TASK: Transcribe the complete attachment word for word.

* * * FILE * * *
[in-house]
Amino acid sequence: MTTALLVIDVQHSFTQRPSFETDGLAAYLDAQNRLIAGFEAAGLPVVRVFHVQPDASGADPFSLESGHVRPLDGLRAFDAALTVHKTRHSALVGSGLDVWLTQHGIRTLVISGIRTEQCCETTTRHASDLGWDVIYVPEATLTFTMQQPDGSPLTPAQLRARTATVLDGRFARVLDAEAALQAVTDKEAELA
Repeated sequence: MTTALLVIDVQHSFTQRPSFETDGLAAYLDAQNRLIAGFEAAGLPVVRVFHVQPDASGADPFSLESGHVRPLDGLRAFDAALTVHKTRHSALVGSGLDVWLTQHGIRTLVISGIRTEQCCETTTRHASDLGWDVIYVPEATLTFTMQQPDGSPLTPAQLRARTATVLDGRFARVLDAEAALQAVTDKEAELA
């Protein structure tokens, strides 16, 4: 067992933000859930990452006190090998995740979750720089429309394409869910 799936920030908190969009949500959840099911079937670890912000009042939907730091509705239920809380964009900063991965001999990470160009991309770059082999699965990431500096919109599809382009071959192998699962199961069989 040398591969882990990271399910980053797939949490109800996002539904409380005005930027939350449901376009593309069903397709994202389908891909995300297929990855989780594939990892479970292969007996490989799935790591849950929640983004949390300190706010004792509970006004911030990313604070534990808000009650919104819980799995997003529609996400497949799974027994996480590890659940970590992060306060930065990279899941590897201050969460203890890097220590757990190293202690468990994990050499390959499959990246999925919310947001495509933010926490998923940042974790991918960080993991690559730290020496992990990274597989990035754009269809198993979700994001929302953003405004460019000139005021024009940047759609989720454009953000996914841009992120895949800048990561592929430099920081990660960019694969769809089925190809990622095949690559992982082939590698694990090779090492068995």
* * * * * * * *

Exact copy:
[in-house]
Amino acid sequence: MTTALLVIDVQHSFTQRPSFETDGLAAYLDAQNRLIAGFEAAGLPVVRVFHVQPDASGADPFSLESGHVRPLDGLRAFDAALTVHKTRHSALVGSGLDVWLTQHGIRTLVISGIRTEQCCETTTRHASDLGWDVIYVPEATLTFTMQQPDGSPLTPAQLRARTATVLDGRFARVLDAEAALQAVTDKEAELA
Repeated sequence: MTTALLVIDVQHSFTQRPSFETDGLAAYLDAQNRLIAGFEAAGLPVVRVFHVQPDASGADPFSLESGHVRPLDGLRAFDAALTVHKTRHSALVGSGLDVWLTQHGIRTLVISGIRTEQCCETTTRHASDLGWDVIYVPEATLTFTMQQPDGSPLTPAQLRARTATVLDGRFARVLDAEAALQAVTDKEAELA
């Protein structure tokens, strides 16, 4: 067992933000859930990452006190090998995740979750720089429309394409869910 799936920030908190969009949500959840099911079937670890912000009042939907730091509705239920809380964009900063991965001999990470160009991309770059082999699965990431500096919109599809382009071959192998699962199961069989 040398591969882990990271399910980053797939949490109800996002539904409380005005930027939350449901376009593309069903397709994202389908891909995300297929990855989780594939990892479970292969007996490989799935790591849950929640983004949390300190706010004792509970006004911030990313604070534990808000009650919104819980799995997003529609996400497949799974027994996480590890659940970590992060306060930065990279899941590897201050969460203890890097220590757990190293202690468990994990050499390959499959990246999925919310947001495509933010926490998923940042974790991918960080993991690559730290020496992990990274597989990035754009269809198993979700994001929302953003405004460019000139005021024009940047759609989720454009953000996914841009992120895949800048990561592929430099920081990660960019694969769809089925190809990622095949690559992982082939590698694990090779090492068995």